Executive Summary

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Mission: The Council on Ionizing Radiation Measurements and Standards (CIRMS) is an independent, non-profit council that draws together stakeholders from government, industry and academia to discuss, review and assess national needs in the field of ionizing radiation to enhance societal benefits. Vision: CIRMS seeks to inform the national debate on issues involving ionizing radiation by preparing this document, a Needs Report to be presented to the US Congress, to make policy recommendations based on the interplay among fundamental scientific advancement, practical implementation of ionizing radiation technologies and governmental rules and regulations to ensure public safety. To achieve these ends, CIRMS seeks to organize expert opinion in focus areas: 1) medical applications, 2) personnel and environmental radiation protection, 3) homeland security technologies, and 4) industrial applications and materials effects.

Policy Recommendations: CIRMS highlights current deficiencies and suggests informed dialog to address these 2011 Needs in Ionizing Radiation Measurement and Standards: 1. US Congress must find ways to better inform the public perception of radiation or risk reducing scientific advantage, economic advantage and domestic job creation. 2. The Federal Government and associated Regulatory Agencies should immediately prioritize developing 21st century rules and regulations, informed by the scientific community, to enable progress toward elimination of food-borne pathogens/pests, increase shelf life and inhibit sprouting and maturation, while increasing food safety. 3. A virtual national laboratory consortium is needed that can support regulatory, research and development uses and measurement of ionizing radiation to leverage national brick and mortar assets at universities, DoE laboratories and government laboratories. 4. An independent review panel should be established to evaluate all requests for isotopes that are not now currently available from commercial sources, based on recommendations from CIRMS, the National Academies Nuclear and Radiation Studies Board (NAS NRSB) and the Nuclear Regulatory Commission (NRC). 5. National dialog among NIH, NIST, university, and DoE laboratories is needed to better control the supply of the molybdenum-99 isotope. 6. A coherent long-term funding mechanism must be found to support maintenance of the mathematical modeling codes implementing the effects of ionizing radiation on materials.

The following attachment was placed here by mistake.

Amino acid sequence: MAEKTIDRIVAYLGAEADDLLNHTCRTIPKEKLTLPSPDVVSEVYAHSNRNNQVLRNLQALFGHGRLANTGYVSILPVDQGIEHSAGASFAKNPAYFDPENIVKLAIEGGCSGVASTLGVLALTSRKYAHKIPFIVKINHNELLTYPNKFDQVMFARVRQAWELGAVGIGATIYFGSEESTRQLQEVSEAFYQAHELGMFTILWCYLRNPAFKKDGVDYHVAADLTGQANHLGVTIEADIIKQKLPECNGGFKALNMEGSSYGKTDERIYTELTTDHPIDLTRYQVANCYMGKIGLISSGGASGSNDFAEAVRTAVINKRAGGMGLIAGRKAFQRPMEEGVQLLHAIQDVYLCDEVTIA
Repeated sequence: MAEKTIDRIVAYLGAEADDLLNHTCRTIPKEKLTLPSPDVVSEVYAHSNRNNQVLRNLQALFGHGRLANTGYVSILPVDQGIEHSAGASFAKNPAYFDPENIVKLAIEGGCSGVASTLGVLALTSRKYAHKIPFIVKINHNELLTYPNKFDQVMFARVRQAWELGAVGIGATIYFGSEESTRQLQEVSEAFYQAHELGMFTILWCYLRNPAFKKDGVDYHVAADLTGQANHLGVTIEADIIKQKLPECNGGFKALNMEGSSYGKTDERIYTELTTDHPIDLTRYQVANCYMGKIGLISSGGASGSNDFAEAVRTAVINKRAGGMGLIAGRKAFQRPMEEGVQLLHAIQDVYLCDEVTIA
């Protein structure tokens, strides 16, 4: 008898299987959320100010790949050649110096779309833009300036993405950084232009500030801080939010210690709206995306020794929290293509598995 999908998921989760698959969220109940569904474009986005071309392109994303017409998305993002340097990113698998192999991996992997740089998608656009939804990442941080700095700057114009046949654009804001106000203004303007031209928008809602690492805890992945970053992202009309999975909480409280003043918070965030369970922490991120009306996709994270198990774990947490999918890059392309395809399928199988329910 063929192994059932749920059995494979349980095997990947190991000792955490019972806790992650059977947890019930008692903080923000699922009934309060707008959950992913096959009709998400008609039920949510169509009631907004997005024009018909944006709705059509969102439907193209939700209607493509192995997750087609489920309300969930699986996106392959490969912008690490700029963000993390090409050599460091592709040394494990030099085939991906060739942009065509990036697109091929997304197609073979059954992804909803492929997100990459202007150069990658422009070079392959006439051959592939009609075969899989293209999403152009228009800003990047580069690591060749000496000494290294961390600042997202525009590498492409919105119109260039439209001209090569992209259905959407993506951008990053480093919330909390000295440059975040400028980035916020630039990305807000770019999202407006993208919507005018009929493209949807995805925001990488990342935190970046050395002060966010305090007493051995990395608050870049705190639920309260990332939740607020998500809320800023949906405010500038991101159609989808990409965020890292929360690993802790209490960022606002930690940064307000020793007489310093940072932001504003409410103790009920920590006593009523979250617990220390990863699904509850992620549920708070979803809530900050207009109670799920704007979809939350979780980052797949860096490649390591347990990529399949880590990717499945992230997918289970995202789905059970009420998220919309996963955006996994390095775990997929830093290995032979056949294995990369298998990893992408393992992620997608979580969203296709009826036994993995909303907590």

Metrology Needs: Each year, each of the subcommittees of the CIRMS Science and Technology Committee prepares a series of Measurement Program Descriptions (MPDs). These emerge through data sharing and focused discussion at CIRMS meetings and workshops. The MPDs offer guidelines for scientific funding agencies, corporations or academic investigators with ties to ionizing radiation about issues which the community feels are relevant today. These represent potential target areas for funding research, where federal regulation may soon change, and where new ideas and rules may propel emerging technologies into new markets. These needs are grouped into the 2011 CIRMS focus areas: 1) medical applications, 2) personnel and environmental radiation protection, 3) homeland security technologies, and 4) industrial applications and materials effects.